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Phenotypic traits partly determine expected survival and reproduction, and so have been used as the basis for demographic models of population dynamics. Within a population, the distribution of phenotypic traits depends upon their transmission from parents to offspring, yet we still have a limited understanding of the factors shaping phenotypic transmission in wild populations. Phenotypic transmission can be measured using the phenotypic parent–offspring correlation (C), defined as the slope of the regression of offspring phenotypic trait on parental phenotypic trait, both traits measured at the same age, often at birth. This correlation reflects phenotypic variation due to both additive genetic effects and parental effects. Researchers seldom account for the possible influence of selection on estimates of the phenotypic parent–offspring correlation. However, because individuals must grow, survive, and reproduce before giving birth to offspring, these, aphic processes might influence the phenotypic parent–offspring correlation in addition to the inheritance process, the latter being the direct relationship between parental and offspring phenotypic traits when the parental trait is measured at age of reproduction and the offspring trait is measured at birth. Here we used a female-based population model to study the relative effects of fertility and viability selections, trait ontogeny and inheritance on C. The relative influence of each demographic process is estimated by deriving the exact formulas for the proportional changes in C to changes in the parameters of integral projection models structured by age and phenotypic traits. We illustrate our method for two long-lived species. We find that C can be strongly affected by both viability and fertility selections, mediated by growth and inheritance. Generally, demographic processes that result in mothers reproducing at similar phenotypic traits regardless of their birth traits, such as high fertility selection or converging developmental trajectories, lead to a decreased C. More generally, our models show how the age and phenotypic dependence of fertility and viability selections can influence phenotypic mother–offspring correlation to a much larger extent than ontogeny and inheritance. Our results suggest that accounting for such dependence is needed to model the distribution of offspring phenotypic traits and the ecoevolutionary dynamics of phenotypic traits reliably.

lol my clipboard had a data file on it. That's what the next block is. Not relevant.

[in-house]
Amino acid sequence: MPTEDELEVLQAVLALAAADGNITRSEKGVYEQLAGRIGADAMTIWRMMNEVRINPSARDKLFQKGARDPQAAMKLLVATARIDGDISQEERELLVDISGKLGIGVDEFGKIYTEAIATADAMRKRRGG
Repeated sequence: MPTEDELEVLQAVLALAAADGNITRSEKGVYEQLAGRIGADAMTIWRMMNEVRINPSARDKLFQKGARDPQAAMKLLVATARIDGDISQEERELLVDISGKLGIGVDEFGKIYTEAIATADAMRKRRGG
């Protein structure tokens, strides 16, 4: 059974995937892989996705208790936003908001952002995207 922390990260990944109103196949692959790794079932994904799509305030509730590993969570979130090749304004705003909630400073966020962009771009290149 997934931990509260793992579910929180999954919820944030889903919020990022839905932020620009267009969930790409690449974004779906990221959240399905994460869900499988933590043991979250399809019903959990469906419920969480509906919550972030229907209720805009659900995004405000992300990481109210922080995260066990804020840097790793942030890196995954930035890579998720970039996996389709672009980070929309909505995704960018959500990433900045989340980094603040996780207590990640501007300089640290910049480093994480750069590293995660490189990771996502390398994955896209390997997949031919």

Original publication

DOI

10.1002/ecm.1479

Type

Journal article

Journal

Ecological Monographs

Publication Date

01/01/2021